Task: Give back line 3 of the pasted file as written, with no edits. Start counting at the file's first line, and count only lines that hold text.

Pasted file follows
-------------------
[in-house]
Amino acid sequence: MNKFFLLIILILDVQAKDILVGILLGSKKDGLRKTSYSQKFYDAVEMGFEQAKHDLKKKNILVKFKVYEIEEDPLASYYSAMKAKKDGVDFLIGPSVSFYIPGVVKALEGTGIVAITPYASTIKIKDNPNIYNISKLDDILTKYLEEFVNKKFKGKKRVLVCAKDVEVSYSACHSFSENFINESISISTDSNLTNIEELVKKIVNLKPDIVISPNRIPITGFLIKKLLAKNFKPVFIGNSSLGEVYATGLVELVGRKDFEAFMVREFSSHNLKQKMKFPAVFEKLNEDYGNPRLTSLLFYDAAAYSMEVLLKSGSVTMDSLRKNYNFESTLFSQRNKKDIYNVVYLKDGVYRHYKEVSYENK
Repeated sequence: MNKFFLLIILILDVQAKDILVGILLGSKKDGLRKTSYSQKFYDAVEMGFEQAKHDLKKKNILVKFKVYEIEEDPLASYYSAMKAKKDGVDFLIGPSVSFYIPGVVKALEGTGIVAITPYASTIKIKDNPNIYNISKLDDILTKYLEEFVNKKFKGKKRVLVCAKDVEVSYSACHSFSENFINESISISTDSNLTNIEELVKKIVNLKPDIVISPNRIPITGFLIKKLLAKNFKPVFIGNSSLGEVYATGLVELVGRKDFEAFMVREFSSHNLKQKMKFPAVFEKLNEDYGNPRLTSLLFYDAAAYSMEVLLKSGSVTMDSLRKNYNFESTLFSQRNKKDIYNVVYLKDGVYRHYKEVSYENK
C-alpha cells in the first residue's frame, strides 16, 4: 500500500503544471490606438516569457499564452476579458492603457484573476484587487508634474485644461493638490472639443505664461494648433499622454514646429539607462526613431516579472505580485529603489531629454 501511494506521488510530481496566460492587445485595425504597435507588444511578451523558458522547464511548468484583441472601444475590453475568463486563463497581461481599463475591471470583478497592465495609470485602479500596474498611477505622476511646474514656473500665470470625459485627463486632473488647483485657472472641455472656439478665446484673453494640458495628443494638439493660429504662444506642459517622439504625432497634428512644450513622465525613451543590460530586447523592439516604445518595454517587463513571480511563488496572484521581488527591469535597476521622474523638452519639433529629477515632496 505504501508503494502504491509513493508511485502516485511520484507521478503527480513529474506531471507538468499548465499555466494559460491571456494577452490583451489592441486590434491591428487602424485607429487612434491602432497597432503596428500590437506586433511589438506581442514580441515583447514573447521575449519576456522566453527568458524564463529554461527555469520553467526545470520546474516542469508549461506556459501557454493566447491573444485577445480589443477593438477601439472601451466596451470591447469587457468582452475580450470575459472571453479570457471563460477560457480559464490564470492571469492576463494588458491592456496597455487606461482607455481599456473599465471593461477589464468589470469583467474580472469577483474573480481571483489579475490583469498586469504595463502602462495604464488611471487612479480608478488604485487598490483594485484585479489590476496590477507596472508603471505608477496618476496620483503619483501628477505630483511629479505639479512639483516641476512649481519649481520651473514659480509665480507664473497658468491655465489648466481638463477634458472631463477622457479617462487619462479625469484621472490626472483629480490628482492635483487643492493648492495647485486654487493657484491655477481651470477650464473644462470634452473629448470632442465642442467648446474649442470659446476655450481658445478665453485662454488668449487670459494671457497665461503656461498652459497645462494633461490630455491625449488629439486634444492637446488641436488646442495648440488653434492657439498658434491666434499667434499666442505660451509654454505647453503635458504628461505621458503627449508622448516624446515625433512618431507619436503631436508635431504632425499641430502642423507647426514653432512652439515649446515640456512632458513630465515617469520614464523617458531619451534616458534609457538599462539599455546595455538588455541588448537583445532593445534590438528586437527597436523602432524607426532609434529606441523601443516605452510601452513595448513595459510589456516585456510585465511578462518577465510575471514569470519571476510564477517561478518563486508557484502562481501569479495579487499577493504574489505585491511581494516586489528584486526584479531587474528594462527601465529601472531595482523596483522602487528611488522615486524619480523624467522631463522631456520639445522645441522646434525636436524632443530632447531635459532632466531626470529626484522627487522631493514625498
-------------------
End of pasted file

Repeated sequence: MNKFFLLIILILDVQAKDILVGILLGSKKDGLRKTSYSQKFYDAVEMGFEQAKHDLKKKNILVKFKVYEIEEDPLASYYSAMKAKKDGVDFLIGPSVSFYIPGVVKALEGTGIVAITPYASTIKIKDNPNIYNISKLDDILTKYLEEFVNKKFKGKKRVLVCAKDVEVSYSACHSFSENFINESISISTDSNLTNIEELVKKIVNLKPDIVISPNRIPITGFLIKKLLAKNFKPVFIGNSSLGEVYATGLVELVGRKDFEAFMVREFSSHNLKQKMKFPAVFEKLNEDYGNPRLTSLLFYDAAAYSMEVLLKSGSVTMDSLRKNYNFESTLFSQRNKKDIYNVVYLKDGVYRHYKEVSYENK